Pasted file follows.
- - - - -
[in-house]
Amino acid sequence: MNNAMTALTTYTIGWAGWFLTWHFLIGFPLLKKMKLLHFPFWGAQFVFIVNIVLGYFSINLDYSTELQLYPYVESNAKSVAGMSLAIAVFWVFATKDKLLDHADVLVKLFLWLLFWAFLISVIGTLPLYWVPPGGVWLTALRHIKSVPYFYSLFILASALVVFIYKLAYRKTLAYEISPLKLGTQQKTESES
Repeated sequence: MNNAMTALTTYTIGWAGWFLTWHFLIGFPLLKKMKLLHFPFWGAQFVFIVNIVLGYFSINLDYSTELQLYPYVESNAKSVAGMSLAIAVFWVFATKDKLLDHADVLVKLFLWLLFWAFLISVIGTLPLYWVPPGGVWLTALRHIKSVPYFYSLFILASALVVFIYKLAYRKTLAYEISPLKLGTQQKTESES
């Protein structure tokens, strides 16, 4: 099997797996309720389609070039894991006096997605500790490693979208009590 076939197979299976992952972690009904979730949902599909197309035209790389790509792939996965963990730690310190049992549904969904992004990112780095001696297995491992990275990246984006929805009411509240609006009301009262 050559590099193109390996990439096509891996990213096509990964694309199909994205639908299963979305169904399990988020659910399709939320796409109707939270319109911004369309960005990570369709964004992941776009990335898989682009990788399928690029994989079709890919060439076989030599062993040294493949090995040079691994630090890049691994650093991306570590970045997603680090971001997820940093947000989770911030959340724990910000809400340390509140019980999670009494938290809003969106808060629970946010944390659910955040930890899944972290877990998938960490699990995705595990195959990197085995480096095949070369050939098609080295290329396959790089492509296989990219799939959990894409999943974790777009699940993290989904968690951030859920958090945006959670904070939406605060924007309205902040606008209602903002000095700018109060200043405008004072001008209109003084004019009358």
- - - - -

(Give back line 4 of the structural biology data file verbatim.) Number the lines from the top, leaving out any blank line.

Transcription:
């Protein structure tokens, strides 16, 4: 099997797996309720389609070039894991006096997605500790490693979208009590 076939197979299976992952972690009904979730949902599909197309035209790389790509792939996965963990730690310190049992549904969904992004990112780095001696297995491992990275990246984006929805009411509240609006009301009262 050559590099193109390996990439096509891996990213096509990964694309199909994205639908299963979305169904399990988020659910399709939320796409109707939270319109911004369309960005990570369709964004992941776009990335898989682009990788399928690029994989079709890919060439076989030599062993040294493949090995040079691994630090890049691994650093991306570590970045997603680090971001997820940093947000989770911030959340724990910000809400340390509140019980999670009494938290809003969106808060629970946010944390659910955040930890899944972290877990998938960490699990995705595990195959990197085995480096095949070369050939098609080295290329396959790089492509296989990219799939959990894409999943974790777009699940993290989904968690951030859920958090945006959670904070939406605060924007309205902040606008209602903002000095700018109060200043405008004072001008209109003084004019009358």